King Nebuchadnezzar was the oldest son to Nabopolassar and would become the greatest king of the Babylonian Empire.
During his reign, he would finish off the crumbling Assyrian Empire, destroy Israel and put the Jewish people in exile, and own most of the Middle East.
He also ushered in a golden age of Babylonian architecture that was known for the Hanging Gardens.
His reign would be from 605 – 562 BC and is spoken of in the writings of Herodotus and the Biblical books of Kings and Jeremiah. A more intimate look at Nebuchadnezzar takes place in the book of Daniel.
Nebuchadnezzar served under his father and learned much from him. His father, King Nabolopassar, was once an Assyrian official within the Assyrian empire.
When Assyria began to crumble due to internal problems Nabolopassar seized an opportunity and led a rebellion.
During this rebellion, Nebuchadnezzar and the ruler of the Medes, Cyaxares, allied with each other to defeat the Assyrians and Egyptians at the Battle of Carchemish.
Nebuchadnezzar took the throne after his father’s death in 605 BC at the age of 29 years old.
Building an Empire
At the beginning of his reign, Nebuchadnezzar devoted most of his time by securing his eastern and northern borders.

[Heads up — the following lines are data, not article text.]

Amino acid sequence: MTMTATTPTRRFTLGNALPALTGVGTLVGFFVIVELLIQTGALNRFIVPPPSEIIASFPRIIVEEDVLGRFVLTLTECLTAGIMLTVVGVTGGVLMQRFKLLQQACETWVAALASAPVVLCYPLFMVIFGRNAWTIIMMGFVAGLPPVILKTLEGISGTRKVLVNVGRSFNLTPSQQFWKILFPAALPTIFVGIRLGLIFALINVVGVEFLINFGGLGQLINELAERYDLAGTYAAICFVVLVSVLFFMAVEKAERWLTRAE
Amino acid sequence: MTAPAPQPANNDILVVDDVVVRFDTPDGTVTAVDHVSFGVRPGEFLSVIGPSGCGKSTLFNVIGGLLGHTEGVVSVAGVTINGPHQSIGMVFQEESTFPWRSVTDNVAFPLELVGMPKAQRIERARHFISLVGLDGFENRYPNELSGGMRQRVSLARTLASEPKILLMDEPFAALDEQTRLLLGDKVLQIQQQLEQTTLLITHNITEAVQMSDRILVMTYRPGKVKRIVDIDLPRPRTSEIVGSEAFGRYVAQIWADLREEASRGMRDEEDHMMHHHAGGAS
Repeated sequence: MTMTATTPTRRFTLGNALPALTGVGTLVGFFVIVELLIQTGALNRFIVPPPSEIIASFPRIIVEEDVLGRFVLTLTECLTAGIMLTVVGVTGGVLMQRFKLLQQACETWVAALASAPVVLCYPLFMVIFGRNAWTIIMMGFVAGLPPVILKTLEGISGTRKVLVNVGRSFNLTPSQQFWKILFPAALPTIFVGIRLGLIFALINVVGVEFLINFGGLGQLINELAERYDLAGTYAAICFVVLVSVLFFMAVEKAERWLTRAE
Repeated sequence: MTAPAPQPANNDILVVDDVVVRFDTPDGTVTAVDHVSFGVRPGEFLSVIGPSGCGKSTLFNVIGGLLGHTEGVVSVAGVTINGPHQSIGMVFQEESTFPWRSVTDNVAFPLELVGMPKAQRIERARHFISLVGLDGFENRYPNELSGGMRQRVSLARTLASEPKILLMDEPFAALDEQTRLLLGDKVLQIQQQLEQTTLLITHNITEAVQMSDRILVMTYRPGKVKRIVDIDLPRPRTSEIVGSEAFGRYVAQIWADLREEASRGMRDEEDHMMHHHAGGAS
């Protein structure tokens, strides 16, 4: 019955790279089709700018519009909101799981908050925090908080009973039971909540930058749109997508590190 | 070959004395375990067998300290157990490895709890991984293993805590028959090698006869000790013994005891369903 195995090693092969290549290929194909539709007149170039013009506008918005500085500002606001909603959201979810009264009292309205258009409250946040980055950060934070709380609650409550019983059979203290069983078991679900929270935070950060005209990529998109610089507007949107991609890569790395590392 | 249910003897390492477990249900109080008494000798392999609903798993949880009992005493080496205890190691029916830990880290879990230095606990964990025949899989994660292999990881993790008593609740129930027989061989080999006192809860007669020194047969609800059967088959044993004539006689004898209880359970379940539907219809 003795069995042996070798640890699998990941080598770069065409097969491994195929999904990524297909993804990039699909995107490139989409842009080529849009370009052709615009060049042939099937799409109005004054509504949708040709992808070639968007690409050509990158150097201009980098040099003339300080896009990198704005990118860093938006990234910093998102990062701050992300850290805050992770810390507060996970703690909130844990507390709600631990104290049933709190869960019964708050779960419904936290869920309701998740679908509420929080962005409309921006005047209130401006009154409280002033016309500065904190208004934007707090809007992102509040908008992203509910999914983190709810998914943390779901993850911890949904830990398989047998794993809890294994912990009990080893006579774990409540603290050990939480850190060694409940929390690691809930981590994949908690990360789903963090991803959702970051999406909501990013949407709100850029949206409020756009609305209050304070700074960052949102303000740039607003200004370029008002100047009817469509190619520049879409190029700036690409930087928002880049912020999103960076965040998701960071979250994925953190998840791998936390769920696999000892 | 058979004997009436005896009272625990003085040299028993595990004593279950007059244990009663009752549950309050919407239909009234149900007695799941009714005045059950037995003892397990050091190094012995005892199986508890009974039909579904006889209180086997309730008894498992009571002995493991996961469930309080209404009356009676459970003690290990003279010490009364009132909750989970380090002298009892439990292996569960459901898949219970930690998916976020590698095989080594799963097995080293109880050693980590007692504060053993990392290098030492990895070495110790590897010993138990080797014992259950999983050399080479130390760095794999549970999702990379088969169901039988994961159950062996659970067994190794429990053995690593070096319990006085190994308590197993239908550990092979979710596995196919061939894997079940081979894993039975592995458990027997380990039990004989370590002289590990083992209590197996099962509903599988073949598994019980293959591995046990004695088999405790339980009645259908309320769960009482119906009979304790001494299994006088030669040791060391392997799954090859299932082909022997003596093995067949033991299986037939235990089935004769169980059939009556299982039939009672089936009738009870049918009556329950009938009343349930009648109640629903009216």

In 594 BC he squashed a brief rebellion within Babylon. Soon after he continued West of Babylon and attacked the Hebrews. He put the city of Jerusalem under siege and captured King Jehoiachin along with prominent citizens and craftsmen.
He then appointed Zedekiah as King of Judah, but Zedekiah rebelled against his rule and the Hebrews were defeated, Zedekiah killed, and its citizens exiled.
Following the defeat of Israel, he secured other city-states leftover from the Assyrian Empire.
This included Phoenicia and Cilicia. After his death, the kingdom passed to members of his family and did not last long. His grandson King Beltashazzer would be the last king of Babylon.
During a large feast, Cyrus the Great won one of the most impressive victories in the history of the world. Babylon fell to the Persians.
The Book of Daniel gives a more intimate perspective of who Nebuchadnezzar was. Daniel was a Jewish exile that was captured and exiled to Babylon.
He was castrated along with three of his friends and was placed as a eunuch in charge of Nebuchadnezzar’s harem.
Despite being of a different religion than the King, Daniel was elevated to a high position in the kingdom of Babylon.
He served Nebuchadnezzar and despite the king’s terrible treatment of him he seemed to develop a love for Nebuchadnezzar.
Daniel interpreted dreams for the king and foretold of Babylon’s fall after the king’s death. The most famous dream he interpreted as the dream of the statue made of different things.
The dream was of a statue with a head of gold, chest of silver, waist of brass, legs of iron, and feet made of iron and clay.
Each of these items represented an empire that would rise and fall.
He also spoke of Nebuchadnezzar’s fall from God’s favor. During that time the king went insane for seven years and then returned to his throne. Upon his return, some believe he converted to Daniel’s beliefs but that is debated.